The embodiments of this invention are not limited to particular compositions and methods of employing the same, which can vary and are understood by skilled artisans. It is further to be understood that all terminology used herein is for thepurpose of describing particular embodiments only, and is not intended to be limiting in any manner or scope. For example, as used in this specification and the appended claims, the singular forms "a," "an" and "the" can include plural referents unlessthe content clearly indicates otherwise. Further, all units, prefixes, and symbols may be denoted in its SI accepted form. Numeric ranges recited within the specification are inclusive of the numbers defining the range and include each integer withinthe defined range.
So that the present invention may be more readily understood, certain terms are first defined. Unless defined otherwise, all technical and scientific terms used herein have the same meaning as commonly understood by one of ordinary skill in theart to which embodiments of the invention pertain. Many methods and materials similar, modified, or equivalent to those described herein can be used in the practice of the embodiments of the present invention without undue experimentation, the preferredmaterials and methods are described herein. In describing and claiming the embodiments of the present invention, the following terminology will be used in accordance with the definitions set out below.
The term "about," as used herein, refers to variation in the numerical quantity that can occur, for example, through typical measuring and liquid handling procedures used for making concentrates or use solutions in the real world; throughinadvertent error in these procedures; through differences in the manufacture, source, or purity of the ingredients used to make the compositions or carry out the methods; and the like. The term "about" also encompasses amounts that differ due todifferent equilibrium conditions for a composition resulting from a particular initial mixture. Whether or not modified by the term "about", the claims include equivalents to the quantities.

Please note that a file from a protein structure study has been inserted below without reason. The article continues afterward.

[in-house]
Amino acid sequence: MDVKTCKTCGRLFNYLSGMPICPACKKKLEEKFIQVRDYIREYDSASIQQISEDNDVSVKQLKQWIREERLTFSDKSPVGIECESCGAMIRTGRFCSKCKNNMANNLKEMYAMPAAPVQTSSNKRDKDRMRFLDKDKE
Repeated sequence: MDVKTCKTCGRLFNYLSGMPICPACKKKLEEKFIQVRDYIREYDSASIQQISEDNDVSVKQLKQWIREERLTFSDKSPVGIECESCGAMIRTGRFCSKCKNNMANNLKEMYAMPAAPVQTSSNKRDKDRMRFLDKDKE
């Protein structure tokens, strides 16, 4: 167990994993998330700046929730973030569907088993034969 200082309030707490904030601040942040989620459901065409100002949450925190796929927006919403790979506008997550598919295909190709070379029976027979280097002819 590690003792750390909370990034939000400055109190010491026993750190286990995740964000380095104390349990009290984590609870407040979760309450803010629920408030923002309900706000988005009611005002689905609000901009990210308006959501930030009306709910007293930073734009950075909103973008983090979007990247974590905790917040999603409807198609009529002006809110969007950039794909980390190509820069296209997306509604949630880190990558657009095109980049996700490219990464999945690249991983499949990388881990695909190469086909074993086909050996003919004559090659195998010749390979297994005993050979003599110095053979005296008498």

The term "actives" or "percent actives" or "percent by weight actives" or "actives concentration" are used interchangeably herein and refers to the concentration of those ingredients involved in cleaning expressed as a percentage minus inertingredients such as water or salts.
The term "alkyl" refers to a straight or branched chain monovalent hydrocarbon radical having a specified number of carbon atoms. Alkyl groups may be unsubstituted or substituted with substituents that do not interfere with the specifiedfunction of the composition and may be substituted once or twice with the same or different group. Substituents may include alkoxy, hydroxy, mercapto, amino, alkyl substituted amino, nitro, carboxy, carbonyl, carbonyloxy, cyano, methylsulfonylamino, orhalogen, for example. Examples of "alkyl" include, but are not limited to, methyl, ethyl, n-propyl, isopropyl, n-butyl, s-butyl, t-butyl, n-pentyl, n-hexyl, 3-methylpentyl, and the like.
As used herein, the terms "alkyl phenol ethoxylate-free" or "NPE-free" refers to a composition, mixture, or ingredients that do not contain alkyl phenol ethoxylates or phenol-containing compounds or to which the same has not been added. Shouldalkyl phenol ethoxylates or -alkyl phenol ethoxylate containing compound be present through contamination of a composition, mixture, or ingredients, the amount of the same shall be less than 0.5 wt-%. In another embodiment, the amount of is less than 0.1wt-% and in yet another embodiment, the amount is less than 0.01 wt-%. In certain embodiments of the invention, the all-purpose cleaning compositions are NPE-free. The term "cleaning" means to perform or aid in soil removal, bleaching, microbialpopulation reduction, rinsing, or combination thereof.
As used herein, the term "hard surface" includes showers, sinks, toilets, bathtubs, countertops, windows, mirrors, transportation vehicles, floors, and the like. These surfaces can be those typified as "hard surfaces" (such as walls, floors,bed-pans).
As used herein, the term "substantially free" refers to compositions completely lacking the component or having such a small amount of the component that the component does not affect the effectiveness of the composition. The component may bepresent as an impurity or as a contaminant and shall be less than 0.5 wt-%. In another embodiment, the amount of the component is less than 0.1 wt-% and in yet another embodiment, the amount of component is less than 0.01 wt-%.